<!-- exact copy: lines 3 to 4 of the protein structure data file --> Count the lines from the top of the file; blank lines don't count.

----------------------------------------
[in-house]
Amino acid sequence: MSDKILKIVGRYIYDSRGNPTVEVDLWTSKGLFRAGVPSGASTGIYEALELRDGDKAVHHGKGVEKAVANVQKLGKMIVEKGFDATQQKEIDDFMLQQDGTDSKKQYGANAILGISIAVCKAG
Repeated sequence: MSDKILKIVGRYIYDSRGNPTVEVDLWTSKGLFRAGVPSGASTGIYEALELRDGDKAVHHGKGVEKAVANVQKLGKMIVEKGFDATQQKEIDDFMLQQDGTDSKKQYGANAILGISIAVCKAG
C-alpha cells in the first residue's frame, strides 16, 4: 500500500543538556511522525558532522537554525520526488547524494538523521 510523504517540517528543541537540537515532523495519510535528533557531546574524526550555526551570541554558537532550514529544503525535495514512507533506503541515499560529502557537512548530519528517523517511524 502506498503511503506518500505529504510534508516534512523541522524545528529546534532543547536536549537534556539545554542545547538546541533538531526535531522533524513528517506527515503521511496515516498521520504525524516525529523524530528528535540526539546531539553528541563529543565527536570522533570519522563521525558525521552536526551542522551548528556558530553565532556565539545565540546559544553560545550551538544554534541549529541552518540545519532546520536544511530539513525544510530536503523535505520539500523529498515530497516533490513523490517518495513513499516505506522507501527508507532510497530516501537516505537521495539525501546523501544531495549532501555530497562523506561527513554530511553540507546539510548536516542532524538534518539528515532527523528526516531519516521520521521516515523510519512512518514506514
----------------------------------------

Repeated sequence: MSDKILKIVGRYIYDSRGNPTVEVDLWTSKGLFRAGVPSGASTGIYEALELRDGDKAVHHGKGVEKAVANVQKLGKMIVEKGFDATQQKEIDDFMLQQDGTDSKKQYGANAILGISIAVCKAG
C-alpha cells in the first residue's frame, strides 16, 4: 500500500543538556511522525558532522537554525520526488547524494538523521 510523504517540517528543541537540537515532523495519510535528533557531546574524526550555526551570541554558537532550514529544503525535495514512507533506503541515499560529502557537512548530519528517523517511524 502506498503511503506518500505529504510534508516534512523541522524545528529546534532543547536536549537534556539545554542545547538546541533538531526535531522533524513528517506527515503521511496515516498521520504525524516525529523524530528528535540526539546531539553528541563529543565527536570522533570519522563521525558525521552536526551542522551548528556558530553565532556565539545565540546559544553560545550551538544554534541549529541552518540545519532546520536544511530539513525544510530536503523535505520539500523529498515530497516533490513523490517518495513513499516505506522507501527508507532510497530516501537516505537521495539525501546523501544531495549532501555530497562523506561527513554530511553540507546539510548536516542532524538534518539528515532527523528526516531519516521520521521516515523510519512512518514506514